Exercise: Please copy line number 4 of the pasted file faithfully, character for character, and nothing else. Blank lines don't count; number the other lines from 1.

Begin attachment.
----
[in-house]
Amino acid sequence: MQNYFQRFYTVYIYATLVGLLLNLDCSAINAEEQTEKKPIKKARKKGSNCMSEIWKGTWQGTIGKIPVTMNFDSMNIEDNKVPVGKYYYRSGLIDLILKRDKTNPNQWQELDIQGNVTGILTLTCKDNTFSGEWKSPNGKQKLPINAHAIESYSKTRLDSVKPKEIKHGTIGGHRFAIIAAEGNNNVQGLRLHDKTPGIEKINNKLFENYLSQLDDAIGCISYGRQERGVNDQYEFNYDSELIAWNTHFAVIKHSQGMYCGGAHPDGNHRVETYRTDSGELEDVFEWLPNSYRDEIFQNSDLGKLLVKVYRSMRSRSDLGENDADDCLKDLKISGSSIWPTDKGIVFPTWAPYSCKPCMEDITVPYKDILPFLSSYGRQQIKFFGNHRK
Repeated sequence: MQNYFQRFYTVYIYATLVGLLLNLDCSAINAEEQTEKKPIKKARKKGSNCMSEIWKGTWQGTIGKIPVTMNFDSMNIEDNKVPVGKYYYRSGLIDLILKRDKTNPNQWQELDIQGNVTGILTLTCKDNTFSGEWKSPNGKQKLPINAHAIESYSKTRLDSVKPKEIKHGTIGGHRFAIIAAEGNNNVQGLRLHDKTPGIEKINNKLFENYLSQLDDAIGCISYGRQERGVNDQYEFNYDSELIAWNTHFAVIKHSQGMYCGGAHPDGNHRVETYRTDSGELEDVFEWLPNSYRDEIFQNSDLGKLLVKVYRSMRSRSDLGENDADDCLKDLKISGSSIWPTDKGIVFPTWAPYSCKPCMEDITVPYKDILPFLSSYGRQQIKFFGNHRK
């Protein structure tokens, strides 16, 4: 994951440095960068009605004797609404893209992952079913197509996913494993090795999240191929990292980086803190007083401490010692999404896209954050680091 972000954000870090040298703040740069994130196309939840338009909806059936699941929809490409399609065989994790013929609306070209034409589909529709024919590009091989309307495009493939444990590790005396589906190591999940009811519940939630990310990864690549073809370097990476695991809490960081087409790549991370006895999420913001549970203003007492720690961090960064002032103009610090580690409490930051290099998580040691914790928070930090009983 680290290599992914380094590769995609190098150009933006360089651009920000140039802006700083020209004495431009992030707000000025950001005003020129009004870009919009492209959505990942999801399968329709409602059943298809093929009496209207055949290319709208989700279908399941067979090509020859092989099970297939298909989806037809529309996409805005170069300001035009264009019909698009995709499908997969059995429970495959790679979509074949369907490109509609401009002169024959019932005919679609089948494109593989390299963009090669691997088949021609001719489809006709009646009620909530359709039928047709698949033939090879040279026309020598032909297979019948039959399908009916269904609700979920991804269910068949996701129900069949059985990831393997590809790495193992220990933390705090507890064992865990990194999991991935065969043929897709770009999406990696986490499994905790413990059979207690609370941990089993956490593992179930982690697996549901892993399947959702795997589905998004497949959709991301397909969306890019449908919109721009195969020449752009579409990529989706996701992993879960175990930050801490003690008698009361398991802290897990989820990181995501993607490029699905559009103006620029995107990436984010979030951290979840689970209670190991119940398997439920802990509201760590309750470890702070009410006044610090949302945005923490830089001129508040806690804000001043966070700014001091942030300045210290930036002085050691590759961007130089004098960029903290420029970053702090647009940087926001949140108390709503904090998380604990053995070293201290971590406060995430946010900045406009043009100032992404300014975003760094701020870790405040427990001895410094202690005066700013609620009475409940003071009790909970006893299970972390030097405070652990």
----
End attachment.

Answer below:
């Protein structure tokens, strides 16, 4: 994951440095960068009605004797609404893209992952079913197509996913494993090795999240191929990292980086803190007083401490010692999404896209954050680091 972000954000870090040298703040740069994130196309939840338009909806059936699941929809490409399609065989994790013929609306070209034409589909529709024919590009091989309307495009493939444990590790005396589906190591999940009811519940939630990310990864690549073809370097990476695991809490960081087409790549991370006895999420913001549970203003007492720690961090960064002032103009610090580690409490930051290099998580040691914790928070930090009983 680290290599992914380094590769995609190098150009933006360089651009920000140039802006700083020209004495431009992030707000000025950001005003020129009004870009919009492209959505990942999801399968329709409602059943298809093929009496209207055949290319709208989700279908399941067979090509020859092989099970297939298909989806037809529309996409805005170069300001035009264009019909698009995709499908997969059995429970495959790679979509074949369907490109509609401009002169024959019932005919679609089948494109593989390299963009090669691997088949021609001719489809006709009646009620909530359709039928047709698949033939090879040279026309020598032909297979019948039959399908009916269904609700979920991804269910068949996701129900069949059985990831393997590809790495193992220990933390705090507890064992865990990194999991991935065969043929897709770009999406990696986490499994905790413990059979207690609370941990089993956490593992179930982690697996549901892993399947959702795997589905998004497949959709991301397909969306890019449908919109721009195969020449752009579409990529989706996701992993879960175990930050801490003690008698009361398991802290897990989820990181995501993607490029699905559009103006620029995107990436984010979030951290979840689970209670190991119940398997439920802990509201760590309750470890702070009410006044610090949302945005923490830089001129508040806690804000001043966070700014001091942030300045210290930036002085050691590759961007130089004098960029903290420029970053702090647009940087926001949140108390709503904090998380604990053995070293201290971590406060995430946010900045406009043009100032992404300014975003760094701020870790405040427990001895410094202690005066700013609620009475409940003071009790909970006893299970972390030097405070652990």